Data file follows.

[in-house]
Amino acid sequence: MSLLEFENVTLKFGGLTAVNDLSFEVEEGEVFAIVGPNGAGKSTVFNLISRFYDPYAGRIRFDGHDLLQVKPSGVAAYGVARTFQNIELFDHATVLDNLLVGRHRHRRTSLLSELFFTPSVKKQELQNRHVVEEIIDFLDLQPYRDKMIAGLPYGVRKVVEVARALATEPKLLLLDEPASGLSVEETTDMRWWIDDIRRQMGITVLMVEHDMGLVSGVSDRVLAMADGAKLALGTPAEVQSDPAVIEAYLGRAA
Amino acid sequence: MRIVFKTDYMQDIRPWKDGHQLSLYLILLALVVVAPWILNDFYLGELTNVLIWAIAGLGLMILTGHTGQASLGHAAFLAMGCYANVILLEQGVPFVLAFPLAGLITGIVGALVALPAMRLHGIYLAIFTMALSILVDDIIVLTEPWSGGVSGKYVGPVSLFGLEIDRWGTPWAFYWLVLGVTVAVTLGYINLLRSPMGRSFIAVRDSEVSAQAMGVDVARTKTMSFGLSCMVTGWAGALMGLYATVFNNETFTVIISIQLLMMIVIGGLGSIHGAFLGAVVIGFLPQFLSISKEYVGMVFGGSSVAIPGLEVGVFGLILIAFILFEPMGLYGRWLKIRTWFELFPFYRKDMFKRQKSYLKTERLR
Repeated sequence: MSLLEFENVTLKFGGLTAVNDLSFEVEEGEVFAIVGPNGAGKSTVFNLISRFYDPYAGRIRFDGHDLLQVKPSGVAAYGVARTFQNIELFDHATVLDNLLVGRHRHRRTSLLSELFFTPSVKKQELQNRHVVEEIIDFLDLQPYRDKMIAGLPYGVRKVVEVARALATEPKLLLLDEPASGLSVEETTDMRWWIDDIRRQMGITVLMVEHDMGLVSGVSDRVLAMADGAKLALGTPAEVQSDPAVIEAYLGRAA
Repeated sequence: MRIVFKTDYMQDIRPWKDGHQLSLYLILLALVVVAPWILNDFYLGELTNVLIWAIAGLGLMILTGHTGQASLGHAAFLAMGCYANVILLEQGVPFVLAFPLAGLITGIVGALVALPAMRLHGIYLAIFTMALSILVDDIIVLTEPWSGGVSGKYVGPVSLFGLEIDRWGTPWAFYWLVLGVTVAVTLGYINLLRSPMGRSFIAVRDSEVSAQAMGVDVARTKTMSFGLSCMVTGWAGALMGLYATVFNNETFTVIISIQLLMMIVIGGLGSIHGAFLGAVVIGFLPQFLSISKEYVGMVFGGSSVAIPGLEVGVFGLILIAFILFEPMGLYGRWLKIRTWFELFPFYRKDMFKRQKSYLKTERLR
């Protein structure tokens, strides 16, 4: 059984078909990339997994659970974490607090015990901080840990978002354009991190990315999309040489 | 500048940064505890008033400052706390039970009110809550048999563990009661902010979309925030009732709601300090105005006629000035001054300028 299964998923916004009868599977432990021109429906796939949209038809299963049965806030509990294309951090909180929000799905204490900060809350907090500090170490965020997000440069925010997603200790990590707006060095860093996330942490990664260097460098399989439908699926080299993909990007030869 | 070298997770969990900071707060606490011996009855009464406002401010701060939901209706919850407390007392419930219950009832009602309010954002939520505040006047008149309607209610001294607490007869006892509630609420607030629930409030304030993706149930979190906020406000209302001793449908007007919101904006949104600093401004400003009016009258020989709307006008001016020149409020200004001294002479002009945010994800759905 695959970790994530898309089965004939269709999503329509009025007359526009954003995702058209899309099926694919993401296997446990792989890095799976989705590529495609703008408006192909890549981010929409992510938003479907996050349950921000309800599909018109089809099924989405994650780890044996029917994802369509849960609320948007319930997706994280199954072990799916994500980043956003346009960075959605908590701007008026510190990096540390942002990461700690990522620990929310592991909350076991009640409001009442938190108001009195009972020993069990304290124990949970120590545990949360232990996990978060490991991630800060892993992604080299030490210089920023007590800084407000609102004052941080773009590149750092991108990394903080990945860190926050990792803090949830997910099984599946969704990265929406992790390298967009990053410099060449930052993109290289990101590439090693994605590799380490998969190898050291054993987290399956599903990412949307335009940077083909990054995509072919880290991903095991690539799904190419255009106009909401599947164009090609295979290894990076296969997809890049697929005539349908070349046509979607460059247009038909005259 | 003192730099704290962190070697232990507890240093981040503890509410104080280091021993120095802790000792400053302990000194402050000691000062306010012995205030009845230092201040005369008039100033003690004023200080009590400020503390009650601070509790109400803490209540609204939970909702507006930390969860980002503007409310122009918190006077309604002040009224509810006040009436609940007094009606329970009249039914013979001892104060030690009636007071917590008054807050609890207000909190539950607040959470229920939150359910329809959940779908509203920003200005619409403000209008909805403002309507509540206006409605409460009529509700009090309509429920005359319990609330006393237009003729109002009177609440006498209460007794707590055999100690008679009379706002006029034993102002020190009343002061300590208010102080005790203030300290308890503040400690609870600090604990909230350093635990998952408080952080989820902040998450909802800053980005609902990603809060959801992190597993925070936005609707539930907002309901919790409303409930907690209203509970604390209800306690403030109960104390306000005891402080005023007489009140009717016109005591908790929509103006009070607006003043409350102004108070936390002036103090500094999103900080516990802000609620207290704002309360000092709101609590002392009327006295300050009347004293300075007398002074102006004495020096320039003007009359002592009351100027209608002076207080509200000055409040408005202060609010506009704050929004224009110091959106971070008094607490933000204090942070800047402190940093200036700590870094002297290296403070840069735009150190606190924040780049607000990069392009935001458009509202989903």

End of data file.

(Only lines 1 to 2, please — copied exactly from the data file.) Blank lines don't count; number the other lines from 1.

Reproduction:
[in-house]
Amino acid sequence: MSLLEFENVTLKFGGLTAVNDLSFEVEEGEVFAIVGPNGAGKSTVFNLISRFYDPYAGRIRFDGHDLLQVKPSGVAAYGVARTFQNIELFDHATVLDNLLVGRHRHRRTSLLSELFFTPSVKKQELQNRHVVEEIIDFLDLQPYRDKMIAGLPYGVRKVVEVARALATEPKLLLLDEPASGLSVEETTDMRWWIDDIRRQMGITVLMVEHDMGLVSGVSDRVLAMADGAKLALGTPAEVQSDPAVIEAYLGRAA